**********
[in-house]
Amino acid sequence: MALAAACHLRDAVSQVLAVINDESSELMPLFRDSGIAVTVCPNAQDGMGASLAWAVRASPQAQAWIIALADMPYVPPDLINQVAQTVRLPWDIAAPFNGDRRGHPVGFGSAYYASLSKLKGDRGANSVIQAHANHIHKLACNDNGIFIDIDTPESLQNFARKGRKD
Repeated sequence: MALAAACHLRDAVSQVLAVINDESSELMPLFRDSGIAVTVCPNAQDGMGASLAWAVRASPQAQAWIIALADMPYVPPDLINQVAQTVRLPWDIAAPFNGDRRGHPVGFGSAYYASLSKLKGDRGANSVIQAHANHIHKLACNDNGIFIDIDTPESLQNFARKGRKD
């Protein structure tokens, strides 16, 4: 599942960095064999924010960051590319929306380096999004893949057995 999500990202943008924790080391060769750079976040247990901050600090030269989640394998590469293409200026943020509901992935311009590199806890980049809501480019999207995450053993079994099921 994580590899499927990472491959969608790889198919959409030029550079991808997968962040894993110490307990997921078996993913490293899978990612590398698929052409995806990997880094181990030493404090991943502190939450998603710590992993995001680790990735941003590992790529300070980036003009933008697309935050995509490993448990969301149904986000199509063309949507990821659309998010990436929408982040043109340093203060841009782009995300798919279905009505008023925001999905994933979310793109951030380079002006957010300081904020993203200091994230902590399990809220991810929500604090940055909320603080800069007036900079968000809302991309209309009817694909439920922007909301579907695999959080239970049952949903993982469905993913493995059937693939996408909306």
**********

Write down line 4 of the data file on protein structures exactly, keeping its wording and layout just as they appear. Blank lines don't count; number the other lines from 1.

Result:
């Protein structure tokens, strides 16, 4: 599942960095064999924010960051590319929306380096999004893949057995 999500990202943008924790080391060769750079976040247990901050600090030269989640394998590469293409200026943020509901992935311009590199806890980049809501480019999207995450053993079994099921 994580590899499927990472491959969608790889198919959409030029550079991808997968962040894993110490307990997921078996993913490293899978990612590398698929052409995806990997880094181990030493404090991943502190939450998603710590992993995001680790990735941003590992790529300070980036003009933008697309935050995509490993448990969301149904986000199509063309949507990821659309998010990436929408982040043109340093203060841009782009995300798919279905009505008023925001999905994933979310793109951030380079002006957010300081904020993203200091994230902590399990809220991810929500604090940055909320603080800069007036900079968000809302991309209309009817694909439920922007909301579907695999959080239970049952949903993982469905993913493995059937693939996408909306």